They were mostly unnoticed by the mainstream public at the time and it is only in recent decades that the likes of Glastonbury have become commercialized – with a high-security presence and identity checks on tickets.
Glastonbury was also famous for revelers scaling the fences – with 80,000 people getting on site without a ticket in 1995. The same happened again in 2000 when less than half of the 250,000 revelers had gone with a ticket.
Other interesting images in the new book by Mr. Knee show The Clash on stage at Rock Against Racism in 1978 and Phil May of the Pretty Things in full flight at the Hyde Park Free Festival in 1968.
Also shown in the book – Memory of a Free Festival – is Arthur Brown at Windsor in 1967 after being lowered from a crane into the audience wearing a flaming headpiece and painted mask.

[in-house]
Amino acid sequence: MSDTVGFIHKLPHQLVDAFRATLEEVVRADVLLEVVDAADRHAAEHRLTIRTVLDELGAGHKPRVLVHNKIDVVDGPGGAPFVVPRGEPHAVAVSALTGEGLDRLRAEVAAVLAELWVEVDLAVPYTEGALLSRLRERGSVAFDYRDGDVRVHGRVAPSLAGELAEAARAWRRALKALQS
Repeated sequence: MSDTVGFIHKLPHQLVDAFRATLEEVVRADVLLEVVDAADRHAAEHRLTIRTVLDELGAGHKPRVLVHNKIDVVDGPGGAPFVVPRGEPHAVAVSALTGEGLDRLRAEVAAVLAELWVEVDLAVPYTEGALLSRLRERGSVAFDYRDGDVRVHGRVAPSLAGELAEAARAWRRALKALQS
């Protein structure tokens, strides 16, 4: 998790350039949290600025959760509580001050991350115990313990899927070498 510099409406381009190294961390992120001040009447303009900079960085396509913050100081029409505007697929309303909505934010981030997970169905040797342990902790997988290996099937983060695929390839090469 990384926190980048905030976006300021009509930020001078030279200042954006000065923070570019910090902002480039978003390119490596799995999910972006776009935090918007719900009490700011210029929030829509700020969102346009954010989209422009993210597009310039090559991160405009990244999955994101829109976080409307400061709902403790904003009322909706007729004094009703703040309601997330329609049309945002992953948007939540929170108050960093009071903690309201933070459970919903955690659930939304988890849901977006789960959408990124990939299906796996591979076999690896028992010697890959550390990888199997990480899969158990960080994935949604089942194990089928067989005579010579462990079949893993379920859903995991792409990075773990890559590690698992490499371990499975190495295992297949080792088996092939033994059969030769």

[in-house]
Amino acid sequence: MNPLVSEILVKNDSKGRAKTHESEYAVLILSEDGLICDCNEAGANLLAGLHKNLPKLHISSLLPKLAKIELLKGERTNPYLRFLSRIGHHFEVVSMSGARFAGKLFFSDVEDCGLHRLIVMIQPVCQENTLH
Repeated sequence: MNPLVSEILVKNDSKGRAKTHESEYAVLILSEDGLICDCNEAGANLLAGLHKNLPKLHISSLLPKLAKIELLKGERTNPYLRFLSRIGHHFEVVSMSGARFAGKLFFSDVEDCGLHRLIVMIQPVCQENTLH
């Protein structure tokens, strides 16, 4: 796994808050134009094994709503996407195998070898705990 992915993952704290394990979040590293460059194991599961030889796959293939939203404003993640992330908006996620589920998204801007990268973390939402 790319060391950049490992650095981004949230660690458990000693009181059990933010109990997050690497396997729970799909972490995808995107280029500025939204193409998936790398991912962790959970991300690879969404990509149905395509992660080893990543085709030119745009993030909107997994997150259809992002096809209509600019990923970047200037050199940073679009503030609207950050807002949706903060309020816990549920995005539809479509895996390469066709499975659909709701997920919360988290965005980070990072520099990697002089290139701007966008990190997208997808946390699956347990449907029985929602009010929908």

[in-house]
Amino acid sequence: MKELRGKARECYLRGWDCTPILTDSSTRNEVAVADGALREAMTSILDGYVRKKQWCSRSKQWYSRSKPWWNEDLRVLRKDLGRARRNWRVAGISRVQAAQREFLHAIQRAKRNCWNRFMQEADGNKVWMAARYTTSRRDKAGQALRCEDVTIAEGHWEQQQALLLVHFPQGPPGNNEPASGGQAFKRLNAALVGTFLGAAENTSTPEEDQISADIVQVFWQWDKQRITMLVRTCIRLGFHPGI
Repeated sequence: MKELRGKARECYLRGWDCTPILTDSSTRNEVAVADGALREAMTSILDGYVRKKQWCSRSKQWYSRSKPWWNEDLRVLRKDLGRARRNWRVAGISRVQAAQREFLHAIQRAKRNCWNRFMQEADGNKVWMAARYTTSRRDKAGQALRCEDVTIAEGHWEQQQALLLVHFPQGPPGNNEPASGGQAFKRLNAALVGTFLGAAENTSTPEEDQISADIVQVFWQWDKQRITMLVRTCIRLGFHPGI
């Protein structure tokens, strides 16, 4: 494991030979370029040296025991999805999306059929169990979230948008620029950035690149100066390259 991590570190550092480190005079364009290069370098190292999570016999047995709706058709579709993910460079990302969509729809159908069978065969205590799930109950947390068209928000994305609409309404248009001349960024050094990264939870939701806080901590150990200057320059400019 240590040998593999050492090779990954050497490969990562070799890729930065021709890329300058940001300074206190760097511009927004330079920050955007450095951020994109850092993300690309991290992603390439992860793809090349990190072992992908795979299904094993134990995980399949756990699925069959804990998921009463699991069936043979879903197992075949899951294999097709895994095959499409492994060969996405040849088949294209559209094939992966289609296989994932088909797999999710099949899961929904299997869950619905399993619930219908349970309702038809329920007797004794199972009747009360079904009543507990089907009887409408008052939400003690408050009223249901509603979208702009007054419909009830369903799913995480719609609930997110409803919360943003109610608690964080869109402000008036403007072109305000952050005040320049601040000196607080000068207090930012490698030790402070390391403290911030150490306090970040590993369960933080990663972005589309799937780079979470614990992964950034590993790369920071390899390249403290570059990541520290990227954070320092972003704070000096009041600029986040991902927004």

Writing in the book’s introduction, Mr. Knee said: ‘With roots deeply embedded in British folk history, music festivals were at the heart of counter-cultural movements from the Sixties to the Eighties.’
‘The free festivals were microcosms of society; overnight cities of tents and polyethene shacks – a new Jerusalem taking up temporary residence on England’s green and pleasant land.
‘They were sites of multicultural music worship, where fellow fans and youth tribes congregated and intermingled, living off the land, sharing possessions, food, drugs and ideals; connecting with the past, catching glimpses of a feasible future, united in the service of pleasure under the open sky.’
Mr. Knee believes the festivals were part of an effort to overcome the various social problems that afflicted the country at that time.
‘The apparent frivolity of music festivals is deceptive; it often masked deeper issues around unemployment, racial prejudice, and nuclear threat,’ he said.
‘The festivals were a sometimes naïve but generally earnest attempt at forming bridges to overcome social issues within broader society.
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